This year’s UEFA Women’s Euro, the continental national teams competition, delivered an economic boost of £81 million ($89.4 million) for the host cities in England and generated an increase of almost 300% in media rights value from the previous edition.

The figures were revealed in a post-tournament flash impact report released on Tuesday (October 4) by European soccer’s governing body UEFA and England’s Football Association (FA) that outlined the key initial impacts measured from the event.

The report, produced by international consultants Ernst and Young (EY), analyzed data across six categories: operational success, growth of the professional game, physical exercise, sport and grassroots football participation, economic impact, social impact, and enhanced international reach.

The £81 million delivered in economic activity to the nine English cities is significantly higher than the £54 million EY projected in its pre-tournament impact report released in May.

Matches at the Women’s Euro, which took place between July 6 and 31, were held in Brighton and Hove, London, Manchester, Milton Keynes, Rotherham, Sheffield, Southampton, Trafford, and Wigan and Leigh.

The study showed that there was £44 million in total spectator spending around matchdays and trips across England, while domestic and international visitors made over 552,000 day and overnight trips to host cities.

As previously revealed, the tournament also broke several attendance, broadcast, and social media engagement records.

EY’s report revealed that the 2022 Women’s Euro achieved a 289% increase in media rights values from the 2017 edition in the Netherlands.

Across the tournament, the total match attendance was 574,875, including 110,555 international spectators from 104 countries.

The final, in which England won by beating Germany 2-1 at Wembley Stadium, drew a record 87,192 attendees, while there was an average match attendance of 18,544 across the competition.

The tournament, which was delayed for a year due to the Covid-19 pandemic, proved to be the most-watched Women’s Euro ever with a projected global live viewership of 365 million across 195 territories.

Globally, UEFA Women’s Euro 2022 generated 453 million cumulative social interactions, with TikTok (39%) and Twitter (21%) contributing the most.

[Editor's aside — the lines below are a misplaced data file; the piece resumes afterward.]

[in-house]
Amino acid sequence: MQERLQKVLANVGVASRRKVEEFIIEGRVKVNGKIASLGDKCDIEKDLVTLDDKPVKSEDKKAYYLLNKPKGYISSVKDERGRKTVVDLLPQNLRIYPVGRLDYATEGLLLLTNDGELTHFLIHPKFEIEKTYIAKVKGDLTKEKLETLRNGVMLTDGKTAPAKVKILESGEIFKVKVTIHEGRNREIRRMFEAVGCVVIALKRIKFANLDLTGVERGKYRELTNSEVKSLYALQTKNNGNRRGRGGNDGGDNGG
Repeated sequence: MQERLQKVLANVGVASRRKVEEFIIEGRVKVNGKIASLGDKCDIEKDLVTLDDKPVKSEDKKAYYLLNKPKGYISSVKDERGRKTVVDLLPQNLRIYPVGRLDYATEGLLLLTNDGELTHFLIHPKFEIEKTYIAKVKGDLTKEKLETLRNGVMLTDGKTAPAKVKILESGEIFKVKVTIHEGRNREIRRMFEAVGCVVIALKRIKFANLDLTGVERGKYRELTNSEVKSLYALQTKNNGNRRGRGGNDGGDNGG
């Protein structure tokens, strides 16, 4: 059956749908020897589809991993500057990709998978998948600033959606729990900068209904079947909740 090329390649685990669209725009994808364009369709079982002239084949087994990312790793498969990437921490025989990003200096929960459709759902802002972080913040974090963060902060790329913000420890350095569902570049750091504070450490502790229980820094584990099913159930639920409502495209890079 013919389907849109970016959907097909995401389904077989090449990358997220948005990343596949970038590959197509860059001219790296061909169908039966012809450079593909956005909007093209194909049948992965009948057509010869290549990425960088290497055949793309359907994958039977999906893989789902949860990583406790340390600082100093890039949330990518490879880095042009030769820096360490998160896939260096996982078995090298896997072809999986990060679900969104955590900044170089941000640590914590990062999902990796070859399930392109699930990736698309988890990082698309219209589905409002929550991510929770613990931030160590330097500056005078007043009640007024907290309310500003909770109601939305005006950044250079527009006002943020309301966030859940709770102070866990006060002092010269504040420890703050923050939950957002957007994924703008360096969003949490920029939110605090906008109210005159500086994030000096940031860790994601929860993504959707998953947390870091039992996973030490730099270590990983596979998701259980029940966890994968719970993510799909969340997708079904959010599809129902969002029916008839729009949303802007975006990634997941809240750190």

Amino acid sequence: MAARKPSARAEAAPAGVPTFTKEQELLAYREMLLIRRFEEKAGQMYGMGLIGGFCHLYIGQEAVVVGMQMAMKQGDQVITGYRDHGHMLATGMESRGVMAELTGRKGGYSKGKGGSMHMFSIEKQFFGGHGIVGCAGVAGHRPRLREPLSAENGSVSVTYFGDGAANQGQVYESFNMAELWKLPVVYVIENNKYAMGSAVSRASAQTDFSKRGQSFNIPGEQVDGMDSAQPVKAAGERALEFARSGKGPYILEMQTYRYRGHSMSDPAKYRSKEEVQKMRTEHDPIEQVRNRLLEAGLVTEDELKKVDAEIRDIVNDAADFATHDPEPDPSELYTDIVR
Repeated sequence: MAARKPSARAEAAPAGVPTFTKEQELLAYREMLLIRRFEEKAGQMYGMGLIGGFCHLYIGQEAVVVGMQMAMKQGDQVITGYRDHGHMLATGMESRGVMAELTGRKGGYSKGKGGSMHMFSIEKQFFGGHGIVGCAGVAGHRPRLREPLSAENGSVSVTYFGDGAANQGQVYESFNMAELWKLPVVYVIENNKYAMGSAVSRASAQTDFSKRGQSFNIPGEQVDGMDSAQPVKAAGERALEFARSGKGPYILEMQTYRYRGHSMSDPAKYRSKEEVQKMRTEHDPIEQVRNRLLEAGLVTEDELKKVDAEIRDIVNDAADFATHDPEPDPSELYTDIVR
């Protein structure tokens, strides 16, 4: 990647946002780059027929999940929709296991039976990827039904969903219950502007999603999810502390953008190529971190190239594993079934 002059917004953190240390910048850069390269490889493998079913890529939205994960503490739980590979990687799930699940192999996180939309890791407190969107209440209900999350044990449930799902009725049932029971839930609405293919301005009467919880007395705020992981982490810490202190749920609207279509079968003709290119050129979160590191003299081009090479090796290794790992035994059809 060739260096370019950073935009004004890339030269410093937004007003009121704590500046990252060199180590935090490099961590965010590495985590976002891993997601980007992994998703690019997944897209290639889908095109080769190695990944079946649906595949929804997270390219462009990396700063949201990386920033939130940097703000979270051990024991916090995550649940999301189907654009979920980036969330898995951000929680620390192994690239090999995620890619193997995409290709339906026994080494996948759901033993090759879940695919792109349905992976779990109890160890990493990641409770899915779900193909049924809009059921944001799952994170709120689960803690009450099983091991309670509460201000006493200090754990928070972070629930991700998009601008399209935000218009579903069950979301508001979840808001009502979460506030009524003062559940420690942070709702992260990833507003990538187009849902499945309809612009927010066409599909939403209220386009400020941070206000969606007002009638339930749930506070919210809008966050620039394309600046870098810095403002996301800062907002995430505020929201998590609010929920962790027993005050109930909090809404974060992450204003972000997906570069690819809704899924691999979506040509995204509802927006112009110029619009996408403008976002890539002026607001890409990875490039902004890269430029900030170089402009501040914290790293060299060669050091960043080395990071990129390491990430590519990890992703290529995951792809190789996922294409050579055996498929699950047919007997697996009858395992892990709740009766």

Other key figures from EY’s report showed that 85% of spectators are likely to attend professional international and domestic women’s football events again in the future, while 88% are likely to watch on TV.

In addition, 84% said the tournament has improved their perception of women’s soccer.

Nadine Kessler, UEFA’s chief of women’s football, said: "This report confirms the positive impact UEFA Women’s Euro 2022 is still having long after the final whistle and the historic legacy of this tournament.

“We must now capitalize on these successes to continue advancing our game for girls and women, to secure further commitments to women’s football, as well as to showcase the benefits of hosting this tournament as the bidding process for UEFA Women’s Euro 2025 is underway."

Sue Campbell, UEFA Women’s Euro 2022 board member and director of women’s football at The FA, added: "Our aim for this tournament was twofold: to deliver a record-breaking tournament and to leave a tangible legacy to grow the women’s game.

“We saw records tumble over the summer and this report not only confirms that but importantly highlights its incredible short-term legacy on growing the game.

“Fans have been inspired to play and support, with record attendances witnessed in our domestic leagues and a sold-out Wembley Stadium to look forward to in a few days’ time (when England face the US on Friday). Our work certainly does not stop here, we will continue to use this tournament to inspire positive change, not only in our host cities but across the country."

UEFA will release a full post-event impact study in the summer of 2023, one year after the tournament.